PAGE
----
Nightstream Review: The Greenhouse (2021)

Featured image: Shiv Palekar, Jane Watt, Kirsty Marillier, Joel Horwood in The Greenhouse(Courtesy of Nightstream.)

Directed by Thomas Wilson-White. Written by Thomas Wilson-White. Starring Jane Watt, Kirsty Marillier, Camilla Ah Kin. Runtime 1h 37 min. The Greenhouse played as part of this year’s Nightstream Film Festival.

The Greenhouse is mostly a lovely drama with sci-fi elements, and some thrills thrown into the third act for good measure. In the film, daughter Beth (Jane Watt) is still grieving over the loss of one of her mothers; toughest for her since she was the one who stayed back in town with them. When her siblings reunite for their mom Ruth’s (Camilla Ah Kin) birthday, Beth also finds the titular greenhouse, an alternate world that let’s her watch old memories and see her late mom.

The rules of the greenhouse seem to be that you simply can’t interact with the memories, as when Beth tries, it seems to disrupt and makes the world glitch. It’s strange, and also interesting how the world works, especially as it works as a story device in itself: Filling in contextual flashbacks of her relationship with her mother, as well as a relationship with an old flame named Lauren (Harriet Gordon-Anderson), which leads into the theme of Beth not fully loving herself.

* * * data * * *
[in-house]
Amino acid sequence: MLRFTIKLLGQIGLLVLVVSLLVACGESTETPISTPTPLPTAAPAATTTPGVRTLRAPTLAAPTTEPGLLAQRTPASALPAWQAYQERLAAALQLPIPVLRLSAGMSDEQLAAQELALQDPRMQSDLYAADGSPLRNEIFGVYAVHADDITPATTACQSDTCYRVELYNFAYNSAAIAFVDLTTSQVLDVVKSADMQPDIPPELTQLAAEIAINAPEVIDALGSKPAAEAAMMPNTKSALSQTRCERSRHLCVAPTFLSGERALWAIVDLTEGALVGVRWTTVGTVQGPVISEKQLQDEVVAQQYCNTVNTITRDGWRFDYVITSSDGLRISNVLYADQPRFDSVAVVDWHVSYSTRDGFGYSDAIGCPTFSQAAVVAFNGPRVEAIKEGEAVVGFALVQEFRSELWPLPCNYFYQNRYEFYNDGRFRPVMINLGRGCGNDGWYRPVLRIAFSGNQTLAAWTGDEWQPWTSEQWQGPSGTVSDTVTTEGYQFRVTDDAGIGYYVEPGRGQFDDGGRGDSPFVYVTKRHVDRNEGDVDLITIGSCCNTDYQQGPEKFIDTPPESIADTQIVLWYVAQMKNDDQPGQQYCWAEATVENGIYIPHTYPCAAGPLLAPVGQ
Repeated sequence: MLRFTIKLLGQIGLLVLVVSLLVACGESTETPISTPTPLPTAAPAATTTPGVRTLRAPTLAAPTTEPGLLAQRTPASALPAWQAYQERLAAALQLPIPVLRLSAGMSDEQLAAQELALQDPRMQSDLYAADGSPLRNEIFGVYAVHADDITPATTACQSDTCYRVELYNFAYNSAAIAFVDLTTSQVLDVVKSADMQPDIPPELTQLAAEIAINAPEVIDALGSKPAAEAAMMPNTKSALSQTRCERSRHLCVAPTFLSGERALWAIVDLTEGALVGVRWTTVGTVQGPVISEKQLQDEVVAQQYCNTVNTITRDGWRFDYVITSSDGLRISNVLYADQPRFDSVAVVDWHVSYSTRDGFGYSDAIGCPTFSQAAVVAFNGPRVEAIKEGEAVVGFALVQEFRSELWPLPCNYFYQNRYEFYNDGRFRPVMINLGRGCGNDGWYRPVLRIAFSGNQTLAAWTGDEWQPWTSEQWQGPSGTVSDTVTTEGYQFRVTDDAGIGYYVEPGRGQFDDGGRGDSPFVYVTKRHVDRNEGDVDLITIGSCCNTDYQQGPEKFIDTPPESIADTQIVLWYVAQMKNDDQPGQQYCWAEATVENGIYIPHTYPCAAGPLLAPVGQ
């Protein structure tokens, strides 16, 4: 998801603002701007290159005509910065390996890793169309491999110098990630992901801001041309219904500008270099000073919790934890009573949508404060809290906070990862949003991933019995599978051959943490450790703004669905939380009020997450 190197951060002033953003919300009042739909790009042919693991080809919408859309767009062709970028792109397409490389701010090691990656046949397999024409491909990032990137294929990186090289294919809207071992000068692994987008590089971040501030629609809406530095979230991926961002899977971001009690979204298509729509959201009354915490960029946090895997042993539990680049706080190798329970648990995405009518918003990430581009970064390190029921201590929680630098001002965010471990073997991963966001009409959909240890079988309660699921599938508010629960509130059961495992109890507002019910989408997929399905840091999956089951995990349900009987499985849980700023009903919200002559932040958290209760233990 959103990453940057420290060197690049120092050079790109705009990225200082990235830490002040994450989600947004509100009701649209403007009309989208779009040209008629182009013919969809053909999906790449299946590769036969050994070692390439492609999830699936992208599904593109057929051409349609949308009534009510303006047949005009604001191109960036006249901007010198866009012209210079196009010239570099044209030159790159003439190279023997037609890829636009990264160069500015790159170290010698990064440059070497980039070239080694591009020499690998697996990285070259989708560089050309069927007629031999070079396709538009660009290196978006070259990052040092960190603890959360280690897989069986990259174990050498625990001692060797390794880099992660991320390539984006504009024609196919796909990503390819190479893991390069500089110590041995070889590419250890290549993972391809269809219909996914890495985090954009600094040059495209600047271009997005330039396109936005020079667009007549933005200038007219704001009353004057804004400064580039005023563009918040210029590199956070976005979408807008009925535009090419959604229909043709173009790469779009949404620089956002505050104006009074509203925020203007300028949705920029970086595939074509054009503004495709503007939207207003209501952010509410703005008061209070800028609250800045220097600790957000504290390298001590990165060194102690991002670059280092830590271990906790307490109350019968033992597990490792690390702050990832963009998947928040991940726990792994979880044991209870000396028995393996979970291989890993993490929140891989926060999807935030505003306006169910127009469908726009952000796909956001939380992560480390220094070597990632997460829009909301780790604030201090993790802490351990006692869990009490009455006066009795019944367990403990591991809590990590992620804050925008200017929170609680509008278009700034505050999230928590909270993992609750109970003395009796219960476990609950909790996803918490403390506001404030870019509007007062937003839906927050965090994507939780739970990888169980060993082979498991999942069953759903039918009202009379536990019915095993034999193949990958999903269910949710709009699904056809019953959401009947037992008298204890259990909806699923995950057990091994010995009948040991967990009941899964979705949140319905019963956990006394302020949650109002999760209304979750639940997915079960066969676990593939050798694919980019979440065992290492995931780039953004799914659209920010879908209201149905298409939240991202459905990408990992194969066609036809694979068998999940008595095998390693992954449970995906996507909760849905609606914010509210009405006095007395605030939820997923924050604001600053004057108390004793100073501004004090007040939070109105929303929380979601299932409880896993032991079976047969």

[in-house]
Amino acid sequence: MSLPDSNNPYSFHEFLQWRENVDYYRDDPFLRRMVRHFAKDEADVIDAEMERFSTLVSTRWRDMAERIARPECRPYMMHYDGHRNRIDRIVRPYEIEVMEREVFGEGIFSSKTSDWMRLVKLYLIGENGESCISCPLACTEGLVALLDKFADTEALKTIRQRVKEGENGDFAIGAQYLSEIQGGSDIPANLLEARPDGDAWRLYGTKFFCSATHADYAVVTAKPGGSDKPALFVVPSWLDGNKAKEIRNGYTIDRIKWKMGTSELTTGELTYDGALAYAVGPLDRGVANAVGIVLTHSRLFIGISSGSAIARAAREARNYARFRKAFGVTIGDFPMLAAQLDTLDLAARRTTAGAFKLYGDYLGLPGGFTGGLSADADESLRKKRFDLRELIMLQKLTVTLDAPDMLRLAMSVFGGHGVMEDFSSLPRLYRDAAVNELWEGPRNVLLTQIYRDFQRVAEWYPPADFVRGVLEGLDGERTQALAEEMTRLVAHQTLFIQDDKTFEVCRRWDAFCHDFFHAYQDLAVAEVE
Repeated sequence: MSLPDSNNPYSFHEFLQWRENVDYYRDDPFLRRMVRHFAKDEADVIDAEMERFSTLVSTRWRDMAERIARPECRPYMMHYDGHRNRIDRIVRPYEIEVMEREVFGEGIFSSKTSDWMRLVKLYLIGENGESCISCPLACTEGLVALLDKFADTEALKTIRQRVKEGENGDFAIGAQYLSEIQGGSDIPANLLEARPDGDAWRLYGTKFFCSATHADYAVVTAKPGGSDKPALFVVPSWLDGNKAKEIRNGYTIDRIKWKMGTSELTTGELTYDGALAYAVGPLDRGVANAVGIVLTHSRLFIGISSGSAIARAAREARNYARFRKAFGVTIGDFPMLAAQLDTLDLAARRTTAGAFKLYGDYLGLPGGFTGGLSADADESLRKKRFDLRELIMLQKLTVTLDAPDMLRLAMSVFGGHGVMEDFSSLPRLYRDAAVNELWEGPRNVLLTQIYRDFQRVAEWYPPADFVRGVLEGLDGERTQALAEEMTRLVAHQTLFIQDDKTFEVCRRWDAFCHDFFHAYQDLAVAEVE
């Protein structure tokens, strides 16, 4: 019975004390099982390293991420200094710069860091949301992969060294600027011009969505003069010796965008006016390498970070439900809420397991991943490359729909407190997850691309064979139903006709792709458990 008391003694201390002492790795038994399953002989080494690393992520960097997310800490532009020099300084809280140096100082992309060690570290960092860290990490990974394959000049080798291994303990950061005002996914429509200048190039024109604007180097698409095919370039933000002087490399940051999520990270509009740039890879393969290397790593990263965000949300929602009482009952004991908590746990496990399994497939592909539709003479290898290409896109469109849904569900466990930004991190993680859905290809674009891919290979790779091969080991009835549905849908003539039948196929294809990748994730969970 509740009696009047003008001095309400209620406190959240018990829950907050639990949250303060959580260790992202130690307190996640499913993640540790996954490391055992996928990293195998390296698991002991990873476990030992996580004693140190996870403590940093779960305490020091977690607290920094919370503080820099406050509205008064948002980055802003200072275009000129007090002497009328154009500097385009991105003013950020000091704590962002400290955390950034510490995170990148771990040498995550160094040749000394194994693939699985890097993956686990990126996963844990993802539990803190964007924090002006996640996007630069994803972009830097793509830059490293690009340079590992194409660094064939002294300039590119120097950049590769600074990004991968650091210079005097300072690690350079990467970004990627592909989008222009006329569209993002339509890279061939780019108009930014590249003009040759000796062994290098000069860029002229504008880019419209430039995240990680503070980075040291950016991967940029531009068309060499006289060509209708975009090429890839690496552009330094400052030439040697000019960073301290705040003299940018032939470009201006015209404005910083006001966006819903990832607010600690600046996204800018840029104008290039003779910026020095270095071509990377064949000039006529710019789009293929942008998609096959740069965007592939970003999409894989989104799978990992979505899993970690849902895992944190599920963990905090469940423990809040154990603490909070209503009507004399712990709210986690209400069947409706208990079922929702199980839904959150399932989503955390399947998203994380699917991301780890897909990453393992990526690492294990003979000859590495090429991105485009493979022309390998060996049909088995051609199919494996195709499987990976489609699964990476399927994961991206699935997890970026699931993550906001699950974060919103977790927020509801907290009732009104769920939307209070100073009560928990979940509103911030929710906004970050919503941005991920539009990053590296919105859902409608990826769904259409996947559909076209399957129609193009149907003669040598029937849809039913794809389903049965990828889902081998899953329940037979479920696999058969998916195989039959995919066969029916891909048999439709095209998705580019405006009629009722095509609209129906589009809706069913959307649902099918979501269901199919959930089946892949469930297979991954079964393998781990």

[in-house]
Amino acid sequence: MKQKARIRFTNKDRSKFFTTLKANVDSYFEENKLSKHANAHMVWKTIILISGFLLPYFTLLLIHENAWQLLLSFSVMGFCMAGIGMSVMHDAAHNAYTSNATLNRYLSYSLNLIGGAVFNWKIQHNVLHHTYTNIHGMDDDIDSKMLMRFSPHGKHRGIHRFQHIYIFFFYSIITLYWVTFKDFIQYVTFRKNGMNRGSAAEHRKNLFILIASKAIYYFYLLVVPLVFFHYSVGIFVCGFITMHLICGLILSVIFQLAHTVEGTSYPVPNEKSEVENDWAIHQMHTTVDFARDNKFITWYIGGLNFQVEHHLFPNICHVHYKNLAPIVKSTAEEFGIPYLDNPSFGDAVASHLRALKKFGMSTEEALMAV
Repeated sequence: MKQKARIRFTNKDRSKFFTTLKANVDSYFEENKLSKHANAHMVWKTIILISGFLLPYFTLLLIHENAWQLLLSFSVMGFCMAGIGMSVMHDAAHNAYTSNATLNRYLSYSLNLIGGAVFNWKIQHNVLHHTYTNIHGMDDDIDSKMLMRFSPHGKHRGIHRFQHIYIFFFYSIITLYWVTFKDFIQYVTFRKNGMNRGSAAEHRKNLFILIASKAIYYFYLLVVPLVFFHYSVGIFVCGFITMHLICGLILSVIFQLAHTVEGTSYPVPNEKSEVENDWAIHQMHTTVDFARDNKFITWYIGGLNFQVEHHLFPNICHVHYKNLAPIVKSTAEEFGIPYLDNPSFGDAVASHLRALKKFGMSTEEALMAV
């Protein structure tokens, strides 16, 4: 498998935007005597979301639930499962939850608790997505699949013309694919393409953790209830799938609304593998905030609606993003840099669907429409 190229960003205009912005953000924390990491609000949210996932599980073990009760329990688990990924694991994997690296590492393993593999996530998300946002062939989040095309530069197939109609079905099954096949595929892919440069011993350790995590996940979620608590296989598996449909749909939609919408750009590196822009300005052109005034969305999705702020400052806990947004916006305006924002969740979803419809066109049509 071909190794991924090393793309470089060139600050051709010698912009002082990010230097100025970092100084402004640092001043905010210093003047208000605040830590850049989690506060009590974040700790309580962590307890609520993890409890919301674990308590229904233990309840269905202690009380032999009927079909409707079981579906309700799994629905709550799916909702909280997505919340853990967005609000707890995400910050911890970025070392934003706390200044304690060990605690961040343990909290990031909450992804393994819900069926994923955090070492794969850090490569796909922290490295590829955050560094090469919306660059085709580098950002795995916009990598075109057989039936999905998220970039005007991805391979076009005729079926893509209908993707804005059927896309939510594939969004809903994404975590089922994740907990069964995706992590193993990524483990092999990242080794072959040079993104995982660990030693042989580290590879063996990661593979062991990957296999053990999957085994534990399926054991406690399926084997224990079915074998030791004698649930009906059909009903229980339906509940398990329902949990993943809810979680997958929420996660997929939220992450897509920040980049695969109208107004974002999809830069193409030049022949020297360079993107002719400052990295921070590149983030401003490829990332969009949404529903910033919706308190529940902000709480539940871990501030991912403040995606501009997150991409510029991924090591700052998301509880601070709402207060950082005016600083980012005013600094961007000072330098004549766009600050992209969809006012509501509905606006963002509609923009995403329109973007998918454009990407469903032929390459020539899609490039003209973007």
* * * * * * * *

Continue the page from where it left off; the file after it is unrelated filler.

There are also other crushing scenes where Beth says things that she regrets, and we watch her apologize. Scenes like that feel like the scene in Click where Adam Sandler sees the last time he saw his father; and scenes like that are always so raw when put on-screen, and always hit for me.

“Seeing the past is a gift,” says the mom, Ruth, at one point. Here it seems like a curse in a film about healthy grieving and not staying stuck in the past. It’s also about unpacking past mistakes and learning from them. It’s eloquently told and written by Thomas Wilson-White, and while sometimes it threatens with melodrama, the character dynamics and family dynamics are well thought-out, and you might see your own family in aspects of it.

As well, the music over the greenhouse scenes is lovely; a combination of score and choir. There’s something about the film and its themes that feels familiar and comfortable, perhaps best compared to Click or romance film About Time, but this has the most sci-fi elements out of them all.

Score: 75/100

The Greenhouse played at the Nightstream Film Festival, and tickets to watch online are still available here.

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